Reframing Rural

Cultivating Curiosity and Conversation

Across the Urban Rural Divide

Podcast Trailer

Podcast 

Reframing Rural, Episode 3: Unearthing the Indigenous Narrative in Northeast Montana 

Eddie Hentges grew up and later taught history on the Fort Peck Indian Reservation in Northeast Montana. A descendant of the Turtle Mountain Band of Chippewa, he discusses the politics behind looking Native, the history of the Assiniboine and Sioux tribes and how he approaches teaching U.S. high school history through a multicultural and decolonial lens.

Listen here!

Reframing Rural is available on Apple Podcasts, Spotify and anywhere podcasts are available.

 
 

About

Reframing Rural is an initiative dedicated to sharing stories directly from those living in geographically remote and sparsely populated regions through podcast episodes, and photographs. By elevating unexplored stories and everyday wisdom directly from rural residents, the initiative adds color and complexity to the larger cultural narrative while celebrating culture, preserving history and cultivating empathy.

Telling stories of people and places not  fully represented in the media or pop culture is at the heart of Reframing Rural's mission. TedGlobal speaker and writer Chimamanda Adichie recognizes this phenomenon as the “danger of a single story.” Single stories, or stereotypes of rural people in the news leads to their dehumanization, further wedging the divide between city and country, republican and democrat, and myriad binaries that are uncreative and damaging.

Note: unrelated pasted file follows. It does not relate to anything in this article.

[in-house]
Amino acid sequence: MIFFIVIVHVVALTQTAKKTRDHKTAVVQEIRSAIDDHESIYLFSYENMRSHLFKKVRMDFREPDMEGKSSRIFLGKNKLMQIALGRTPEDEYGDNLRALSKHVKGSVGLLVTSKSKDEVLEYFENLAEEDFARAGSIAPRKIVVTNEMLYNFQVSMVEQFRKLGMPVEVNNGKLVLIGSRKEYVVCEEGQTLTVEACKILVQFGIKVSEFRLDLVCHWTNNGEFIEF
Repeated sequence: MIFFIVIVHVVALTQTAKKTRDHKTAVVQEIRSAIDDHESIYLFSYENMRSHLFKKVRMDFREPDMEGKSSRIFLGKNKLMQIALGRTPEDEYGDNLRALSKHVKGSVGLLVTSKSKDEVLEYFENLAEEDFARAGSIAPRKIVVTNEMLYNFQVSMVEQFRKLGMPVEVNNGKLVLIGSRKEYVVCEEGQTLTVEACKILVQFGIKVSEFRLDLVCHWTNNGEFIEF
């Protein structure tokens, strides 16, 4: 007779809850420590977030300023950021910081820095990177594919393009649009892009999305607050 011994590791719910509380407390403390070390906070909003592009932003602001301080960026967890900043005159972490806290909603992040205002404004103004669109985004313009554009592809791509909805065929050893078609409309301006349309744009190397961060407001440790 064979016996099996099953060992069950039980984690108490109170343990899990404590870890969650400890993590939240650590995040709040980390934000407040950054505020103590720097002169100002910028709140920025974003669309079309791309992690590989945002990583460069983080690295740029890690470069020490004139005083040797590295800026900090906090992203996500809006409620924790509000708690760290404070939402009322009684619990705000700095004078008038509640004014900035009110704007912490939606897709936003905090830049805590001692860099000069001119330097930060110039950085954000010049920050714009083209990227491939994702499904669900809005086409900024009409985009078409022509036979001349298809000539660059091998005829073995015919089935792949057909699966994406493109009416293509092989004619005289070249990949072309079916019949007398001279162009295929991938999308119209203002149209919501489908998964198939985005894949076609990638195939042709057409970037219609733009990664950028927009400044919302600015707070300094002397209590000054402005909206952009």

For those with a rural background, Reframing Rural provides a place where people’s experiences can be validated. For those generationally removed from their rural roots, the initiative inspires curiosity in rural Americans whose stories cannot be told through election maps or newspaper headlines.

Rewriting the Narrative on Rural America

Reframing Rural founder, Megan Torgerson recently earned an MFA in Arts Leadership from Seattle University! Watch her thesis presentation Reframing Rural: Rewriting the Narrative on Rural America.

Note from the Founder

Imagine you’re holding a camera and adjusting its focus. At first you make the flower in front of you the focal point. Then you bring the hills in the background into focus, guiding the viewer’s eye to the landscape just beyond the flower. Reframing Rural is a new initiative that seeks to refocus or reframe rural issues through storytelling in a way that paints a fuller picture of our collective story.

 

My name is Megan Torgerson and no matter where I live I will always be from rural America. It’s been 10 years since I left my family’s farm and ranch in Northeastern Montana, but the prairie has never left me. I’ve lived in over five towns and cities from Alaska to North Carolina and witnessed stigmas and misinterpretations of small towns spread as the urban rural divide is widened by politics and the media. It seems to me that people have become less interested in getting to know one another and more concerned with labeling the "other." I want to change that.